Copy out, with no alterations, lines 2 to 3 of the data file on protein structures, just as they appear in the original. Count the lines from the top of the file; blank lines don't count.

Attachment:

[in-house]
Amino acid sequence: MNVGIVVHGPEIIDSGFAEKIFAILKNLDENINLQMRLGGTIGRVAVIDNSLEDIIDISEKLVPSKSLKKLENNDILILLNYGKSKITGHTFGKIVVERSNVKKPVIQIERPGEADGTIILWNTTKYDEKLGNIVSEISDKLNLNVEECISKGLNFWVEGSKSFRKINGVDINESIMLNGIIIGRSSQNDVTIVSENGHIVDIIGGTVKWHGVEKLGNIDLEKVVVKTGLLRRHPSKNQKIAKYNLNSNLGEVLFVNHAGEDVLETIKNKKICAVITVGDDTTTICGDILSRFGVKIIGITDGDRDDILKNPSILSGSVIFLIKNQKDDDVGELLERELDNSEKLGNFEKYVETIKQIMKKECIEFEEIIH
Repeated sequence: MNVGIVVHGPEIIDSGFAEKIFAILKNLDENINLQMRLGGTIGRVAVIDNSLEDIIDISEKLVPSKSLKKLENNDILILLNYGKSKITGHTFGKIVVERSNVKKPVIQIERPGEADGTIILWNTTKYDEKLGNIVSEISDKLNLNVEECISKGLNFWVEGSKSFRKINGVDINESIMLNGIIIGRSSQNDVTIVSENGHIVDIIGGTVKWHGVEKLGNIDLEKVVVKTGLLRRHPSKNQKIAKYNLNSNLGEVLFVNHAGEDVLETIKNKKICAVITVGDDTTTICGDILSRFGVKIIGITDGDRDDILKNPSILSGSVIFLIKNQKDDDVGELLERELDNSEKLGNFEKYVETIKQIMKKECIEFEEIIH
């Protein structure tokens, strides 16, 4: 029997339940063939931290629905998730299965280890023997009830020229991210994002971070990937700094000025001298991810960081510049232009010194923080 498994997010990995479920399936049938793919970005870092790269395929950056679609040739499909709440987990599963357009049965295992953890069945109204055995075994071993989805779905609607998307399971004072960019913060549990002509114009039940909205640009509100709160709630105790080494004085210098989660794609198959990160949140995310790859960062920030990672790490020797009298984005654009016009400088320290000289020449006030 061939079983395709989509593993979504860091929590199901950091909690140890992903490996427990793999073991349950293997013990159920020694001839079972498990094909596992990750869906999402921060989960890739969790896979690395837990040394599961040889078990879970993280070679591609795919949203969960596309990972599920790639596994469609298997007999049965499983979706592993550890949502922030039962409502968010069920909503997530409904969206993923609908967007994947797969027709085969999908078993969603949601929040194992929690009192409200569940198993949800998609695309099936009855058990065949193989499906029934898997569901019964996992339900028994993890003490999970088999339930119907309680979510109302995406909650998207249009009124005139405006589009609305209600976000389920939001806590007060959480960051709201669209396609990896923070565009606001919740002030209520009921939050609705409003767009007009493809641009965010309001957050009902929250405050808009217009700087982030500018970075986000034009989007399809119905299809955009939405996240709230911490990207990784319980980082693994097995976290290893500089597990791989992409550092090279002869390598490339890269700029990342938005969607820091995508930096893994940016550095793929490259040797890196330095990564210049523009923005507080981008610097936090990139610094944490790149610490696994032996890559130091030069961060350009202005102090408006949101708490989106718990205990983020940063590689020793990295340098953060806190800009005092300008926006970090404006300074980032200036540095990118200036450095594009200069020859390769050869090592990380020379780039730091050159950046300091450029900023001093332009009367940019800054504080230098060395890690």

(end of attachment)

Amino acid sequence: MNVGIVVHGPEIIDSGFAEKIFAILKNLDENINLQMRLGGTIGRVAVIDNSLEDIIDISEKLVPSKSLKKLENNDILILLNYGKSKITGHTFGKIVVERSNVKKPVIQIERPGEADGTIILWNTTKYDEKLGNIVSEISDKLNLNVEECISKGLNFWVEGSKSFRKINGVDINESIMLNGIIIGRSSQNDVTIVSENGHIVDIIGGTVKWHGVEKLGNIDLEKVVVKTGLLRRHPSKNQKIAKYNLNSNLGEVLFVNHAGEDVLETIKNKKICAVITVGDDTTTICGDILSRFGVKIIGITDGDRDDILKNPSILSGSVIFLIKNQKDDDVGELLERELDNSEKLGNFEKYVETIKQIMKKECIEFEEIIH
Repeated sequence: MNVGIVVHGPEIIDSGFAEKIFAILKNLDENINLQMRLGGTIGRVAVIDNSLEDIIDISEKLVPSKSLKKLENNDILILLNYGKSKITGHTFGKIVVERSNVKKPVIQIERPGEADGTIILWNTTKYDEKLGNIVSEISDKLNLNVEECISKGLNFWVEGSKSFRKINGVDINESIMLNGIIIGRSSQNDVTIVSENGHIVDIIGGTVKWHGVEKLGNIDLEKVVVKTGLLRRHPSKNQKIAKYNLNSNLGEVLFVNHAGEDVLETIKNKKICAVITVGDDTTTICGDILSRFGVKIIGITDGDRDDILKNPSILSGSVIFLIKNQKDDDVGELLERELDNSEKLGNFEKYVETIKQIMKKECIEFEEIIH